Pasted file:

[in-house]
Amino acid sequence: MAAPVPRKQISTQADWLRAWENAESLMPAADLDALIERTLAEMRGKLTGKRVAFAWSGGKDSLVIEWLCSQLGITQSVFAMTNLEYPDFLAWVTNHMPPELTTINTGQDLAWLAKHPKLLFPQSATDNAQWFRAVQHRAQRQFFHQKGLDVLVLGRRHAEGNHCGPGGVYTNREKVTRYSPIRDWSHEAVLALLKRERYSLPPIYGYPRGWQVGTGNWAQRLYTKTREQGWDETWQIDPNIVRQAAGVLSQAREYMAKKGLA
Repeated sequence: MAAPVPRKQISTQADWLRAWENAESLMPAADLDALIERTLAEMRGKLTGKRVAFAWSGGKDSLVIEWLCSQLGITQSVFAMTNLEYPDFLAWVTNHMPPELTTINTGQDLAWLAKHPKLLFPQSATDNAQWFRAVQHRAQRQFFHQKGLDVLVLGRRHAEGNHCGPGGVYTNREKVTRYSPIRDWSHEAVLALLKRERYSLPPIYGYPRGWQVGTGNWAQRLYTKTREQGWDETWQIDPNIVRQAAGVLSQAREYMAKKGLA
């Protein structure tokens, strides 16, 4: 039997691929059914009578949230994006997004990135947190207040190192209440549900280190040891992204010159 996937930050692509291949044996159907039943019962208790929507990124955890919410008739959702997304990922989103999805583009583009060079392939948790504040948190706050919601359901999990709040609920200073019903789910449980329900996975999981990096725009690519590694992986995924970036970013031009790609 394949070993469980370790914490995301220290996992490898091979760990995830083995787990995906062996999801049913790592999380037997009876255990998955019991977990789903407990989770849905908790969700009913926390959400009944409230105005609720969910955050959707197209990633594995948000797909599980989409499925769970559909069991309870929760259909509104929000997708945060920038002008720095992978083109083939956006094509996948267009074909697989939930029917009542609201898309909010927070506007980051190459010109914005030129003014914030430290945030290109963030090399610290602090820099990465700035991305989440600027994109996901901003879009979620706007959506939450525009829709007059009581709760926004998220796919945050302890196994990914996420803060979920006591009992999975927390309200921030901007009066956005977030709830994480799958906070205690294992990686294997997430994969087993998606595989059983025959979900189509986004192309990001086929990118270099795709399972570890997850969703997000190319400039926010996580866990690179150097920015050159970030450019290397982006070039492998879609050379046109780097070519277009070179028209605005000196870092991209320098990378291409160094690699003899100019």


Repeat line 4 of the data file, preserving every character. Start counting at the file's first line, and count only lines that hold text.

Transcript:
């Protein structure tokens, strides 16, 4: 039997691929059914009578949230994006997004990135947190207040190192209440549900280190040891992204010159 996937930050692509291949044996159907039943019962208790929507990124955890919410008739959702997304990922989103999805583009583009060079392939948790504040948190706050919601359901999990709040609920200073019903789910449980329900996975999981990096725009690519590694992986995924970036970013031009790609 394949070993469980370790914490995301220290996992490898091979760990995830083995787990995906062996999801049913790592999380037997009876255990998955019991977990789903407990989770849905908790969700009913926390959400009944409230105005609720969910955050959707197209990633594995948000797909599980989409499925769970559909069991309870929760259909509104929000997708945060920038002008720095992978083109083939956006094509996948267009074909697989939930029917009542609201898309909010927070506007980051190459010109914005030129003014914030430290945030290109963030090399610290602090820099990465700035991305989440600027994109996901901003879009979620706007959506939450525009829709007059009581709760926004998220796919945050302890196994990914996420803060979920006591009992999975927390309200921030901007009066956005977030709830994480799958906070205690294992990686294997997430994969087993998606595989059983025959979900189509986004192309990001086929990118270099795709399972570890997850969703997000190319400039926010996580866990690179150097920015050159970030450019290397982006070039492998879609050379046109780097070519277009070179028209605005000196870092991209320098990378291409160094690699003899100019």